TUTORIAL: Ironjawz ‘Ardboy

Iron Jawz Cover

A new way to paint orruk skin using mostly glazes and shades–check out this shiny new Ironjawz scheme and handy step by step tutorial!

I was recently toying with the idea of starting a new small 1,000 point force in AoS to diversify my armies a bit and give me a break from painting Tomb Kings and Stormcast. The orruks have always interested me, and after testing out a new way to paint orruk skin using mostly glazes and shades I decided to give a spare ‘Ardboy model I had a shiny new Ironjawz scheme to see how it looks, which I have put into this handy step by step tutorial for you!

Though this is an ‘Ardboy model I am testing it on it will work equally as well on any of the other Ironjawz minis. In fact, it should go even faster since they are even more just skin and armor than the ‘Ardboyz.

Step 1.

I started off by priming the model Corax White. You want to make sure you have a nice solid coat of this so none of the plastic is showing through. Don’t spray it on too thick though. I then carefully washed all of the armor with a mix of Casondora Yellow and Lahmian Medium. You want to cover all of the armor, but be careful not to get any on the skin or bone areas, we need those to stay white. Also watch for pooling of the shade. It’s okay for it to be a bit messy, it is an orruk after all, but you don’t want it to get too out of hand.

Step 2.

I then did the same thing on the skin, but with Biel-Tan Green and Lahmain Medium. Again, make sure not to get any of this on the armor or bones and watch for pooling.

Step 3.

Now I wanted to enrich the green of the skin, so I hit it with two glazes of Waywatcher Green. Make sure to let the first layer of glaze dry before doing the second one. I also went in with Agrax Earthshade and just picked out the crevices and rivets on the armor so they would pop more. Unlike the previous shades I didn’t just slather this on, but painted it exactly where I wanted it.

Step 4.

Then I highlighted all of the armor and skin at the same time. I used white and picked out all of the edges and rivets on the armor, and also any prominent muscles on the skin. You want to keep all of these highlights fairly thin and precise, especially on the skin.

Step 5.

Lastly for the skin and armor I gave all of it a glaze of Lamenters Yellow. This is what really makes the armor pop and also gives the skin a warmer feel to it. The skin is finished off with one final glaze of Waywatcher Green to bring the green back into it.

Step 6.

The parts of the armor that I wanted to be “black” were actually painted with Kantor Blue. For this model I decided to do the shoulder pads and thigh guards in this color. When you are painting a whole unit I would probably vary up which panels are this color to make it look a little more ramshackle. I would always keep the shoulder pads blue though.

Step 7.

I then gave all of the blue areas to coats of Nuln Oil to really darken them down. I want it to look black with a hint of blue. Be really careful on the step to not get any on the skin or armor.

Step 8.

While that was drying I basecoated all of the areas that were going to be black or metal with Abaddon Black.

Step 9.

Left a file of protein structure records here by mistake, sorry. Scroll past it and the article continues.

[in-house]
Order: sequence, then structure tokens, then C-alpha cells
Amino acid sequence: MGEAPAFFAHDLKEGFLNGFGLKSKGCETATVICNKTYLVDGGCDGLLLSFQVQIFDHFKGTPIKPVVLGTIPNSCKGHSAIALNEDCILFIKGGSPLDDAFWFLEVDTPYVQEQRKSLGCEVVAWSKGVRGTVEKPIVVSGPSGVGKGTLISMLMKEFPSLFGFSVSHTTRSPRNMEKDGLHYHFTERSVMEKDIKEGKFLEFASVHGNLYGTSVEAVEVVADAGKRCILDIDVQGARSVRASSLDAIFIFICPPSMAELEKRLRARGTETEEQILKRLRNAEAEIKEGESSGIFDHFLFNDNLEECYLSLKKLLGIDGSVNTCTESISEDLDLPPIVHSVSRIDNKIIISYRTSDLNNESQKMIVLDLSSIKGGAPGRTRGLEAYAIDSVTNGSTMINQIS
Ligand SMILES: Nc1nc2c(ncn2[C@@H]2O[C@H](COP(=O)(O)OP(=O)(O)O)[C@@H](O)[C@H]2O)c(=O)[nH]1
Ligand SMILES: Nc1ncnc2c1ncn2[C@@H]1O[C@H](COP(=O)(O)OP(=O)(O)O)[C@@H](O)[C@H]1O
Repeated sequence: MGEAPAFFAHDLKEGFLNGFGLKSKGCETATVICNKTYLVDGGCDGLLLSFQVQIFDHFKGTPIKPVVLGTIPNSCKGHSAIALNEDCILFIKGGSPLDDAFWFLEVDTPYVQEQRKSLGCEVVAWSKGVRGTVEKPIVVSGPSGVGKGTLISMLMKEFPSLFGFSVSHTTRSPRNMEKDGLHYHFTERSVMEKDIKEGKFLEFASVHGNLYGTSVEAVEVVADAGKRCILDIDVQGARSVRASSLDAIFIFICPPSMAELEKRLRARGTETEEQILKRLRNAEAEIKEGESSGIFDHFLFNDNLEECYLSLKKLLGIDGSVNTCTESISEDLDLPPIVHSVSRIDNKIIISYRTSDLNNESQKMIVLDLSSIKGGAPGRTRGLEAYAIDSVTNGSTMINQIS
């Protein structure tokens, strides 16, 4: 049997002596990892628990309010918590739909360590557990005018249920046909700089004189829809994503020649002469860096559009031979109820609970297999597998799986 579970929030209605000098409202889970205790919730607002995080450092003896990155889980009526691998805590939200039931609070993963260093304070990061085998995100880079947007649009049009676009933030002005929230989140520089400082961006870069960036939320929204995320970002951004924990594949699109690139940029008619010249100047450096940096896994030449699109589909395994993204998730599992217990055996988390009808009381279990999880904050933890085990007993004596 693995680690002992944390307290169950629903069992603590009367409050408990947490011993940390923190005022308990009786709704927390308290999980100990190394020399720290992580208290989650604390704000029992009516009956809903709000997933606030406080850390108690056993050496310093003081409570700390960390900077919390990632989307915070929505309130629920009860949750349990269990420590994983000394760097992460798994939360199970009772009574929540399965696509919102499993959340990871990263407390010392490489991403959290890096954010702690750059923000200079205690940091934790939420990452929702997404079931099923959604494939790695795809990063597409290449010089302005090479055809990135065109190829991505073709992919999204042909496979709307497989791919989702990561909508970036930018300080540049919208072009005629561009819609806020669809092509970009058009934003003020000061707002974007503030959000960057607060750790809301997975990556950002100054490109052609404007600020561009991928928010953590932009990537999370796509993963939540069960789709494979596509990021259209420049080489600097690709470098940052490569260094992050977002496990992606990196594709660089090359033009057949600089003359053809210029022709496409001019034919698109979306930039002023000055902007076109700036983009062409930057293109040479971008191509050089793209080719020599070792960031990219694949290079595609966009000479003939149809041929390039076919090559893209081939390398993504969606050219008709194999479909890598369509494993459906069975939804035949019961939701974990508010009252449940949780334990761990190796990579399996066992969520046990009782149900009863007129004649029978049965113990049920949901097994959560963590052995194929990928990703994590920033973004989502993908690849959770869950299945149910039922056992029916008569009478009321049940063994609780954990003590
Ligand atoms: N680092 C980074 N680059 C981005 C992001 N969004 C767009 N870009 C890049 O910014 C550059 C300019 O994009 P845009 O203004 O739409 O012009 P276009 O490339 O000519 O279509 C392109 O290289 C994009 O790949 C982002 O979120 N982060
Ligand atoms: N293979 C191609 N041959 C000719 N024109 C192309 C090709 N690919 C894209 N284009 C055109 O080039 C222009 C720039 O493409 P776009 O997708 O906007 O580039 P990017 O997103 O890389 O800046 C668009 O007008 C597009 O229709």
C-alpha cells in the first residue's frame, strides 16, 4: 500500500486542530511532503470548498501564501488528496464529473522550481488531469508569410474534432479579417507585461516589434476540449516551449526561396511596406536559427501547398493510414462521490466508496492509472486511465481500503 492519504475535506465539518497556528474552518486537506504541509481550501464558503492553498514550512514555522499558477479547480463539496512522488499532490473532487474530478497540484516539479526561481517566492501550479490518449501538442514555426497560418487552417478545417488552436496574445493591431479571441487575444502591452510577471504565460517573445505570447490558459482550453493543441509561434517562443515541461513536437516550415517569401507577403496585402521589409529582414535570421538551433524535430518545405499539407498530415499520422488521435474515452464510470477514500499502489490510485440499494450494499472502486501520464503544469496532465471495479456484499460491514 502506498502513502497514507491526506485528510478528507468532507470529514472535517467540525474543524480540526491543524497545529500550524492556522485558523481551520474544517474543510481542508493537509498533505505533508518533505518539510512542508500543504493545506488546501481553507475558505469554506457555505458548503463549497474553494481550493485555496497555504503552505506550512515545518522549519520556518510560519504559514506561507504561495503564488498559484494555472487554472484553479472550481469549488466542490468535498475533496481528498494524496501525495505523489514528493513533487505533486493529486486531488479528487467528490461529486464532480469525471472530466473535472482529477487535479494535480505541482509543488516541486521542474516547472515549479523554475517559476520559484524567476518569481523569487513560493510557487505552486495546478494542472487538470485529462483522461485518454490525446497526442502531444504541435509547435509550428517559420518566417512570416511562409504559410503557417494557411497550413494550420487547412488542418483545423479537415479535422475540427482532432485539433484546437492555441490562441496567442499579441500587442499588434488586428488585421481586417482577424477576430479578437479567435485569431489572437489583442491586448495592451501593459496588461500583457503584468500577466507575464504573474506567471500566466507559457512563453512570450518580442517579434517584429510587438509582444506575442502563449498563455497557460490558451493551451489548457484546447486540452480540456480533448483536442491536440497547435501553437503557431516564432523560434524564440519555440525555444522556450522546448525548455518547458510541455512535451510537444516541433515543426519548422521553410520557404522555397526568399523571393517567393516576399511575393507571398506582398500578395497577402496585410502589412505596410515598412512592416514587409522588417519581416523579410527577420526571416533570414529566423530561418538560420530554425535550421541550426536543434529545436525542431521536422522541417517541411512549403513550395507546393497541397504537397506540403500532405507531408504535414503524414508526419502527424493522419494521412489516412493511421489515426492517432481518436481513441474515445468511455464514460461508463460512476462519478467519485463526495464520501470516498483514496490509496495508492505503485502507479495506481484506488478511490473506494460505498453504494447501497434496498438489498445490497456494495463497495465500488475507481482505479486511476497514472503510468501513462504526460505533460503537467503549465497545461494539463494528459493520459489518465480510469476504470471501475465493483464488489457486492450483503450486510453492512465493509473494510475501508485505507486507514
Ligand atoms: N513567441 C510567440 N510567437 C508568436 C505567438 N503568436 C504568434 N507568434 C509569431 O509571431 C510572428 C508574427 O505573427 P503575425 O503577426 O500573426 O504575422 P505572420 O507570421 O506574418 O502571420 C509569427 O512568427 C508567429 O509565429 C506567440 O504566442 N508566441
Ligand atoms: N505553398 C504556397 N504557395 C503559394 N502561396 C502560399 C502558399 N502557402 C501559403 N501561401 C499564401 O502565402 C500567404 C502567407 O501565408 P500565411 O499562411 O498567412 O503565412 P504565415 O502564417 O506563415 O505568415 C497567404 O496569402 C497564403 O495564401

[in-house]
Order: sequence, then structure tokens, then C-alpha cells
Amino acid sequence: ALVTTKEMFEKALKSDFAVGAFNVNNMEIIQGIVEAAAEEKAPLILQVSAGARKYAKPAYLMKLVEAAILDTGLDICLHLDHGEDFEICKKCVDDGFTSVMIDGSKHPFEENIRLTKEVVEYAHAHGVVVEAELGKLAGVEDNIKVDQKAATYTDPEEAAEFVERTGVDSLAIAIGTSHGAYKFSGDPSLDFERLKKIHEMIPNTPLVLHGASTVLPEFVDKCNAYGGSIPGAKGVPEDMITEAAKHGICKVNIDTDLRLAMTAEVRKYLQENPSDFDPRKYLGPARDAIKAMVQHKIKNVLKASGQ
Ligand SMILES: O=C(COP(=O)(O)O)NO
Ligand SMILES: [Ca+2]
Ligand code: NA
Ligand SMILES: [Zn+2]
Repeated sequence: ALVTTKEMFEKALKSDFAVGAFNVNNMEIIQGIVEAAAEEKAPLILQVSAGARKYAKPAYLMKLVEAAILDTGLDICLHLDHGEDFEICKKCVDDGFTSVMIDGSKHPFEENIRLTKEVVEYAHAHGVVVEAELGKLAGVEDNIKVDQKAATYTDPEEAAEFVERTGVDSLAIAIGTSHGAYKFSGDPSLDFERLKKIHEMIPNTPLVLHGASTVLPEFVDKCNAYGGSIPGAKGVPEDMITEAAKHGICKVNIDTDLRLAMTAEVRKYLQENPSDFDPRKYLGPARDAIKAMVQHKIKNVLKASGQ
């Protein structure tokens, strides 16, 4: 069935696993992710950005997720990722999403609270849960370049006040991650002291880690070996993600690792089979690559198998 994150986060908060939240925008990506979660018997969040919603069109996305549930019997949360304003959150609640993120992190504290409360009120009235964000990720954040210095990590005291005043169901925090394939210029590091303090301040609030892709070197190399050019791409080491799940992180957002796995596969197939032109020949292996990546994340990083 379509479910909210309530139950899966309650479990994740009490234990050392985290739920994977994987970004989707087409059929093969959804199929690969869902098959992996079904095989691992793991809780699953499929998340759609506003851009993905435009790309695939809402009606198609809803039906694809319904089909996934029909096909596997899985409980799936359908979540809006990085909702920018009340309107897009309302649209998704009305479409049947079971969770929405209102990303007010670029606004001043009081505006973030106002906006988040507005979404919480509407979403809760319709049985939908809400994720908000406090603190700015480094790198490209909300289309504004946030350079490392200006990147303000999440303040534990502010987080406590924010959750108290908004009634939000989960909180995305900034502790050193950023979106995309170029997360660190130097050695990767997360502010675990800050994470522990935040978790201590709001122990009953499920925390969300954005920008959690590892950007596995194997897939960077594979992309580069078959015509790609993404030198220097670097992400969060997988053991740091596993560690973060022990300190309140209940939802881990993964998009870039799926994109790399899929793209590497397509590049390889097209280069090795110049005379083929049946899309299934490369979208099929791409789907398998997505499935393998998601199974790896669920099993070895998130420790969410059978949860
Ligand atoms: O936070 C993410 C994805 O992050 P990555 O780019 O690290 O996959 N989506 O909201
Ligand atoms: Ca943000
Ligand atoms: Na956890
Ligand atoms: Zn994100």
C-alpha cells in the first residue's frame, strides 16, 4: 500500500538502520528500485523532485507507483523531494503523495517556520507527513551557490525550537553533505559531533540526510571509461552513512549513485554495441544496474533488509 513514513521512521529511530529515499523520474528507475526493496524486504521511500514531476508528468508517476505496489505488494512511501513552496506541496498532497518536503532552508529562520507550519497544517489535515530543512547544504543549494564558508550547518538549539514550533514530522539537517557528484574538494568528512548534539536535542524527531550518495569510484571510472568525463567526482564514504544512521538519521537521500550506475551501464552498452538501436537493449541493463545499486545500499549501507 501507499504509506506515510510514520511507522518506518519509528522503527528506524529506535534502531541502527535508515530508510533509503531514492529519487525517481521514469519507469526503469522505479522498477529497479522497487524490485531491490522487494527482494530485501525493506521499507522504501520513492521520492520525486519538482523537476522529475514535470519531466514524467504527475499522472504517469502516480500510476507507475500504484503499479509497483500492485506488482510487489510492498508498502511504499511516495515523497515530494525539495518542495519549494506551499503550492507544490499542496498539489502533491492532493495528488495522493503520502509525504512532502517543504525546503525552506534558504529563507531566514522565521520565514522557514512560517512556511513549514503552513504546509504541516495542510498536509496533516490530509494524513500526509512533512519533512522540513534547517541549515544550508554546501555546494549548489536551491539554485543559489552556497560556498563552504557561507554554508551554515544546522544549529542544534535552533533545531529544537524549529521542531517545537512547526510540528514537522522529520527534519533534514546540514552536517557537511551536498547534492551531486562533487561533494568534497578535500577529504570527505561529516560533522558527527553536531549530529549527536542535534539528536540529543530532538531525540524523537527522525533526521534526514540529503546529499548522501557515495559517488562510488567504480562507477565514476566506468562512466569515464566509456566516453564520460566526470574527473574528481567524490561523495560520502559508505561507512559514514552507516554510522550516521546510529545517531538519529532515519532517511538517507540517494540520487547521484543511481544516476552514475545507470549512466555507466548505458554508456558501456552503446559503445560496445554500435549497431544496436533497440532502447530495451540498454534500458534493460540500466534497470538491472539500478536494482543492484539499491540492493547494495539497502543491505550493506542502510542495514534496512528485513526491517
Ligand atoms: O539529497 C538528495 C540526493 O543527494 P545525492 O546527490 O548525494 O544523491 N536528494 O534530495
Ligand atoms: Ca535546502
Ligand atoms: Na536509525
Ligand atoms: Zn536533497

The blue areas were edge highlighted with Fenrisian Grey. I also highlighted the black areas with Dawnstone Grey but forgot to take a picture. The black areas were the pants, straps, and knife scabbard. I just did thin edge highlights for this as well.

Step 10.

Even though I tried to be careful about not getting other colors on the bone areas it’s inevitable that it will happen. I went back with white and cleaned up those areas so they were solid white. On this model it’s just the tusks and a tooth trinket on his armor, but on others this would include skulls and such too.

Step 11.

I then painted these with Seraphim Sepia. I pretty much used this as a glaze, but I still want it to pool near the crevices and such.

Step 12.

The bone areas then got a highlight of pure white. On the tusks this meant painting growth lines on it going towards the tip. One skulls and other bones it would mean picking out the edges and defined areas. I also basecoated all of the metal areas with Leadbelcher.

Step 13.

All of the metal areas then got a wash of Agrax Earthshade. I didn’t mix any Lahmian Medium in because I wanted it to be very strong to get a good dirty vibe. I also painted this into the crevices on the bone, so on the tusks that just meant where it meets the armor. The wrappings on his knife were painted in the same manner as the bone.

Step 14.

I then did one more glaze of Seraphim Sepia on the bone areas, but thinned it down a bit. I also tried to leave the very tips white.

Step 15.

The metal was finished off with an edge highlight of Stormhost Silver, but a drybrush of Necron Compound would probably work too.

Step 16.

The last thing I did was pop him off the square base he was on (bought this model secondhand) and glued him to his proper base. I made mine look like a desert, perhaps the Pharaonic Badlands in the Endless Deserts?

I really like how this guy turned out, and although I decided to go in a different direction with my new army I may come back to the Ironjawz at some point considering how quick it was to paint this. Hopefully this was helpful to you and if you have any questions let me know in the comments below.

Until next time,

Tyler M.

Tyler is a life long painter and hobbyist and took home his first Golden Demon award at the 2012 Chicago Games Day with a follow up at the 2013 North American Games Day. More of his work can be found at his blog, Mengel Miniatures.

  • ZeeLobby

    If our group ever picks up AoS, I will be sorely tempted by Orrukadooks. They could never balance them in fantasy, but if they are in AoS, I love the models (old and most of the new).

  • euansmith

    Super. He is bright, without being garish.